Winter weather produces some dramatic cloud formations, and beautiful sunrises and sunsets. Best of all they're free to view!
All that lovely colour splashing over the clouds is caused by warm Gulf Stream air running into cold Arctic air. These fiery skies only last for a few minutes so it's good to have your camera ready if you want to capture the event.
The wonderful thing about photographing clouds is that you don't need to travel far. You may even be able to do it from a window in your home.
But clouds can make a challenging subject to photograph. They are never the same, always moving, always changing and they can produce some breathtaking images. Here are a few tips for capturing their drama...
1. Use a tripod. Clouds are constantly moving, but you need to keep your camera steady. Rest your camera on a solid, fixed support when you take the shot.
2. Avoid photographing in the middle of the day. The light at this time of day is very strong and you'll miss the subtle variations in colours. Early morning and late afternoon are the best times.
3. If you can choose the film speed on your camera choose a slower speed. Keep it under 200. Faster speeds create 'fuzzy' images which look like they were taken through a dusty lens.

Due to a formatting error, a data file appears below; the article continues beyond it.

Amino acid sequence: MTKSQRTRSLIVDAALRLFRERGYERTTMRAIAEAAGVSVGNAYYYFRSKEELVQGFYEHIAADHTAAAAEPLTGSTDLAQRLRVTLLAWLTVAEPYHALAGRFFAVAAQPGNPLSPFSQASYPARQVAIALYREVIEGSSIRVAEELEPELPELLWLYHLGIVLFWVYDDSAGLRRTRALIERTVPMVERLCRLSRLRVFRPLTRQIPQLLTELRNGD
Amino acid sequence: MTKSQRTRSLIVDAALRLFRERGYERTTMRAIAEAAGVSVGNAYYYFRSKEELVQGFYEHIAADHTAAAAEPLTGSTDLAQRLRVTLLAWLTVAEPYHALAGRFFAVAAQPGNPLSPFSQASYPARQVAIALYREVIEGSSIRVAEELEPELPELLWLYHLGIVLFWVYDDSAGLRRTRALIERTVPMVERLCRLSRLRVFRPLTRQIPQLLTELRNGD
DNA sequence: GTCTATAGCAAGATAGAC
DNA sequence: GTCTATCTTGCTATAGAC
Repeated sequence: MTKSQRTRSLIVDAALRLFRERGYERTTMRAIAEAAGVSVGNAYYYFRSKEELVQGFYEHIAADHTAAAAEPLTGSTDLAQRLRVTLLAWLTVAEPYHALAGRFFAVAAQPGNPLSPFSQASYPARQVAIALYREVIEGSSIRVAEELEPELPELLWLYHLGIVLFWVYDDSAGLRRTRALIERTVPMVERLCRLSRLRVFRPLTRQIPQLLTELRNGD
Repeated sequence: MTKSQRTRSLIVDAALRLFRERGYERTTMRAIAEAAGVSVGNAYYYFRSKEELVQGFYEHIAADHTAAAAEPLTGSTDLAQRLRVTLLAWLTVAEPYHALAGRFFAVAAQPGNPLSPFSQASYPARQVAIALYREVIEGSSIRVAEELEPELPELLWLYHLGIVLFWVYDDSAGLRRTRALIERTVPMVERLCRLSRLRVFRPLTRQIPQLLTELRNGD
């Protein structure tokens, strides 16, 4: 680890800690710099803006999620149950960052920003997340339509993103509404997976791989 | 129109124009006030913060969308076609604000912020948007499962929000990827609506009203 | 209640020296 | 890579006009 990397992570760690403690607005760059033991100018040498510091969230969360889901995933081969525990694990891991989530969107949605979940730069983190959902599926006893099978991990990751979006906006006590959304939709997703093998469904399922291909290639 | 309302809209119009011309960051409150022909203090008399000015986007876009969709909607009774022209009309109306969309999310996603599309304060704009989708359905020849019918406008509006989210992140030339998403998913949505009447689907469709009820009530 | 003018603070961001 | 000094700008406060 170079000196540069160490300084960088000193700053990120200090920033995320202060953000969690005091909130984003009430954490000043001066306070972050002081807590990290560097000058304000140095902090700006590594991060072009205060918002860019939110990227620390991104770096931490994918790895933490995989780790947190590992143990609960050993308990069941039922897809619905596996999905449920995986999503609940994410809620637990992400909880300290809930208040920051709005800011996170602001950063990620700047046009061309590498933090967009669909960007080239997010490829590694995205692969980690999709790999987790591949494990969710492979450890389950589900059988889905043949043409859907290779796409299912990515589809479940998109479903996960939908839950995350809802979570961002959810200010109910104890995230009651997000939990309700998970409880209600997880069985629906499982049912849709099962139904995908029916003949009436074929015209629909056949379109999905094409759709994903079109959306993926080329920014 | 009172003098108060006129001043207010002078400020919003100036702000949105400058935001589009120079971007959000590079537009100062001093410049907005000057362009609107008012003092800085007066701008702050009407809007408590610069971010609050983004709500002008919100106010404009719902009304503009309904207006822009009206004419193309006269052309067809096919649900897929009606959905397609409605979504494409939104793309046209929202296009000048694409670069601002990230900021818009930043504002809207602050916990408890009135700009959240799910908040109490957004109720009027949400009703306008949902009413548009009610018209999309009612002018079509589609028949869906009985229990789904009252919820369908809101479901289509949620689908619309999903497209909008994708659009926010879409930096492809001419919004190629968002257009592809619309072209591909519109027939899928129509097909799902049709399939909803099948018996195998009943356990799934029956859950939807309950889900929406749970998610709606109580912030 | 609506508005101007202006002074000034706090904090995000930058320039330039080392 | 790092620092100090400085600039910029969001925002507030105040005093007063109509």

4. If you have one, use a polarising filter on the front of your lens. Some cameras are equipped with a sunrise/sunset setting which has a similar effect.
5. If your photos don't turn out as dramatic as you'd hoped try adding a bit more contrast in your photo editing program. This will create an effect similar to putting a polarising filter on your lens. It adds more definition between the clouds and the background sky.
6. Never look directly at the sun, or through your camera viewfinder. This can damage your eyes.
Some of the drama of skyscapes can be lost on a bright computer screen, so you might want to print out your best shots, or have them printed by one of the online photo printing services.